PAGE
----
The Lord gives dominion to the King; the psalmist’s praise for the works of the Lord; the blessed man; the Lord’s exaltation of the humble; God’s deliverance of Israel from Egypt; the heathen idols contrasted with Jehovah; thanksgiving for deliverance from death; a psalm of praise; thanksgiving for the Lord’s saving goodness.



Psalm 110 is a very significant Psalm.  It is specifically this Psalm that Jesus used to prove His deity when He sought to shut the mouths of the Pharisees in Matthew 22.  That passage says “While the Pharisees were gathered together (see Matt. 22:23-35), Jesus asked them, Saying, What think ye of Christ?  Whose son is he?  They say unto him, The Son of David.  He saith unto them, How then doth David in spirit call him Lord, saying, The LORD said unto my Lord, Sit thou on my right hand, till I make thine enemies thy footstool?  If David then call him Lord, how is he is his son?  And no man was able to answer him a word, neither durst any man from that day forth ask him any more questions”  (Matt. 22:41-46).


Notice in verse one of Psalm 110, that 1000 years before Jesus Christ was born in Bethlehem, David recognized that the Messiah existed (“The Lord said unto my Lord”); acknowledged that the Messiah was his “Lord” (“The Lord said unto MY Lord”); and understood that the Messiah would one day come in judgment upon His enemies (“Sit thou at my right hand, until I make thine enemies thy footstool”).  Psalm 110 is quoted no less than seven times in the New Testament: Hebrews 1:13; 5:6; 7:17; Matt.  22:43-44; Mark 12:36; Acts 2:33-34; Luke 20:42-43.


Psalm 111 is a psalm of praise for the “works of the Lord.”  God’s works in this Psalm are described in nine different ways.  They are: 1) Great (v.2); 2) To be sought out (v.2); 3) Honorable (v.3);  4) Glorious (v.3); 5) Wonderful (v.4); 6) To be remembered (v. 4);  7) Powerful (v.6);  8) True (v. 7); 9) Judgmental (v. 7)


Verse 10 of Psalm 111 is a great reminder to those of us living in the last days, because we have been brainwashed before coming to Christ, and for most of us, after coming to Christ, not to believe it.  It is true as it stands, however, “The fear of the Lord is the beginning of wisdom”!  Not “reverential trust” – not “holy reverence” – FEAR!  All of our lives, Satan has been bent on teaching us to fear what God told us NOT to fear (II Kings 17:7, 25), and teaching us not to fear what God TOLD US TO FEAR (Ex. 20:20).  It basically comes down to this: we will either fear God or fear man (Prov. 29:25).  Jesus helps us get the issue in perspective in Matthew 10:28 – “And fear not them which kill the body (i.e. men), but are not able to kill the soul: but rather fear him which is able to destroy both soul and body in hell”! How’s that for tact?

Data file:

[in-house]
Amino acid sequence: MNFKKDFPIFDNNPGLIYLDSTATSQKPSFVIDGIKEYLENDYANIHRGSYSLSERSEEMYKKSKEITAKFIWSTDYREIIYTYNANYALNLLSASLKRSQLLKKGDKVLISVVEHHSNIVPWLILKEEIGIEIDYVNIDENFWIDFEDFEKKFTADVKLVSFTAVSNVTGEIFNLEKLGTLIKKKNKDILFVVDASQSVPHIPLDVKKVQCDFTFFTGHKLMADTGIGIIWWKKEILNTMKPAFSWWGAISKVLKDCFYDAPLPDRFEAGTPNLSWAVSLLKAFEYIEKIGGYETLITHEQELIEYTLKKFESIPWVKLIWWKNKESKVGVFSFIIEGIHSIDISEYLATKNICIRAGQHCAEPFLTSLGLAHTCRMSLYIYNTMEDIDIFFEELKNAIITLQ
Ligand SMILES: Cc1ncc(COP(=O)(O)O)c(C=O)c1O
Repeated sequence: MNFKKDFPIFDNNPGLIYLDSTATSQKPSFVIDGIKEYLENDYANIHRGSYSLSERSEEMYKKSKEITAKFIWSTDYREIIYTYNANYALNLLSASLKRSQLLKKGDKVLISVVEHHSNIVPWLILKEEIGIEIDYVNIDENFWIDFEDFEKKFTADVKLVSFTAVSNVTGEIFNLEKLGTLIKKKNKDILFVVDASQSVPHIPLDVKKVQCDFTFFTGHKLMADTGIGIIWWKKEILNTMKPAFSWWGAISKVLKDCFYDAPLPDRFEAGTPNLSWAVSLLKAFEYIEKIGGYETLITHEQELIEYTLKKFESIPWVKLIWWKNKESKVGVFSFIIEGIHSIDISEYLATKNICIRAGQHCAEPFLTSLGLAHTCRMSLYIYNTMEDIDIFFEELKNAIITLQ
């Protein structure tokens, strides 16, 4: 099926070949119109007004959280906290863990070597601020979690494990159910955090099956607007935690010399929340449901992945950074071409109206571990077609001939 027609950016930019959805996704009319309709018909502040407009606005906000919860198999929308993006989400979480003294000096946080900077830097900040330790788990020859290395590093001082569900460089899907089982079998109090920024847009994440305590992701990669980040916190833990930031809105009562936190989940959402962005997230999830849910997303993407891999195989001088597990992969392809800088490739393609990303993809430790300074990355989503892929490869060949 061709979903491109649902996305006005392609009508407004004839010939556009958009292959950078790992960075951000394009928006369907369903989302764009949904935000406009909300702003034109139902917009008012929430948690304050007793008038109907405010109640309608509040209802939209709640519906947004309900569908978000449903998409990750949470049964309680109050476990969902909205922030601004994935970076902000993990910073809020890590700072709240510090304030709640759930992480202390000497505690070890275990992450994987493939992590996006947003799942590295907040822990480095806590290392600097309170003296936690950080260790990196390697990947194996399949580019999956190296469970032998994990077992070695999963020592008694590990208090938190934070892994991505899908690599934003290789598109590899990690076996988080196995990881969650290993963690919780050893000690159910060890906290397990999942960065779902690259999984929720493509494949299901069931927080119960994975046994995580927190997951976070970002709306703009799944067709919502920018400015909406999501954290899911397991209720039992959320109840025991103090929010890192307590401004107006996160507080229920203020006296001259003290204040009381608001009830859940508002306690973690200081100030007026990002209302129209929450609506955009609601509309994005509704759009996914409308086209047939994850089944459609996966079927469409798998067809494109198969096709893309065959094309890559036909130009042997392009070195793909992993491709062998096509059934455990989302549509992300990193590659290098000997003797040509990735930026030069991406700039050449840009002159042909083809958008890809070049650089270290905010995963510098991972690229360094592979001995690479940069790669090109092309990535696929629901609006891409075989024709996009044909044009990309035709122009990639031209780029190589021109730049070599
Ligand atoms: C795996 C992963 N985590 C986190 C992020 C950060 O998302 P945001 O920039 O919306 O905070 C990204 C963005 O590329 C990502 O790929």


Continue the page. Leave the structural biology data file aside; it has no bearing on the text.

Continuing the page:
Psalm 112 describes the “blessed man” that we met in Psalm 1.


Psalm 113 describes the millennium.


Psalm 114 is a very brief overview of the events recorded in the Books of Exodus and Joshua, and that will be repeated at the Second Coming of Christ.


Psalm 115 admonishes three groups of people to “trust in the Lord” and find Him as their “help” (aggressive action AGAINST the enemy) and their “shield” (protection FROM the enemy).  The three groups are 1) “Israel” (v. 9 – i.e. Jews in the Tribulation); 2) The “House of Aaron” (v.10 – i.e. Levitical priests who are about to serve in the Millennial Temple – Ezek. 40-42); 3) “Ye that fear the Lord” (v. 11 – Gentile converts in the Tribulation – Rev. 7:9).


Psalm 116 is a Messianic Psalm.


Psalm 117 is short – and sweet!


Psalm 118 is the middle of the Bible – and specifically verse 8 – “It is better to trust in the LORD than to put confidence in man.”  Verse 22 and 23 of Psalm 118 are incredibly significant, and will be quoted at key places in the ministry of the Lord Jesus Christ the Apostle Peter, and the Apostle Paul.  Psalm 118:22-23 says, “The stone which the builders refused is become the head stone of the corner.  This is the Lord’s doing; it is marvelous in our eyes.”  Jesus quoted this verse to the chief priests, scribes and elders of Israel to show them that they were about to be the ones who fulfilled this prophecy (Matt. 21:42; Mark 12:35-36: Luke 20:42-43).  When Peter preached to the high priest, scribes, rulers and elders of Israel in Acts 4, he quoted his verse to explain to them that they had fulfilled this prophecy (Acts 4:5-11).  When God inspired Paul to write the Book of Ephesians to reveal the mystery of the church, the body of Christ, he, too, quoted the verse in Ephes!

ians 2:19-21.



As the ONE SEATED AT THE FATHER’S RIGHT HAND – Ps. 110:1 (Eph. 1:20; Col. 3:1)


As the STONE WHICH THE BUILDERS REFUSED – Ps. 118:22 (Matt.  21:42; Mark 12:35-36; Luke 20:42-43)